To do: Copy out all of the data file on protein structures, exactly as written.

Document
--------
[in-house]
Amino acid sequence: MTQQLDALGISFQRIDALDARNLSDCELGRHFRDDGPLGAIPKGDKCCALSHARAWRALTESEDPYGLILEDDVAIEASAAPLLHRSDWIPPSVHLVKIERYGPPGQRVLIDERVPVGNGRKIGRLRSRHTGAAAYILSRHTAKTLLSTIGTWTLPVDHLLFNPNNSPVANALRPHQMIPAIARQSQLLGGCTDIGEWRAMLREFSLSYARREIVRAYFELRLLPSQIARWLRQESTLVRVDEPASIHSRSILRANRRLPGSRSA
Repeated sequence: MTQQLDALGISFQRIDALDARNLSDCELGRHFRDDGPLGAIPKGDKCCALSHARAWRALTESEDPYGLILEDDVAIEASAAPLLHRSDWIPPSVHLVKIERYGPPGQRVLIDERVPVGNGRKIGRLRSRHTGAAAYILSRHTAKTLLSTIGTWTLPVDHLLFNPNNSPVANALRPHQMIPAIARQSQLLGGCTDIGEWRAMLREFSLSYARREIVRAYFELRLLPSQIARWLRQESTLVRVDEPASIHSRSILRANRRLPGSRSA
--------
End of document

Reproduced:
[in-house]
Amino acid sequence: MTQQLDALGISFQRIDALDARNLSDCELGRHFRDDGPLGAIPKGDKCCALSHARAWRALTESEDPYGLILEDDVAIEASAAPLLHRSDWIPPSVHLVKIERYGPPGQRVLIDERVPVGNGRKIGRLRSRHTGAAAYILSRHTAKTLLSTIGTWTLPVDHLLFNPNNSPVANALRPHQMIPAIARQSQLLGGCTDIGEWRAMLREFSLSYARREIVRAYFELRLLPSQIARWLRQESTLVRVDEPASIHSRSILRANRRLPGSRSA
Repeated sequence: MTQQLDALGISFQRIDALDARNLSDCELGRHFRDDGPLGAIPKGDKCCALSHARAWRALTESEDPYGLILEDDVAIEASAAPLLHRSDWIPPSVHLVKIERYGPPGQRVLIDERVPVGNGRKIGRLRSRHTGAAAYILSRHTAKTLLSTIGTWTLPVDHLLFNPNNSPVANALRPHQMIPAIARQSQLLGGCTDIGEWRAMLREFSLSYARREIVRAYFELRLLPSQIARWLRQESTLVRVDEPASIHSRSILRANRRLPGSRSA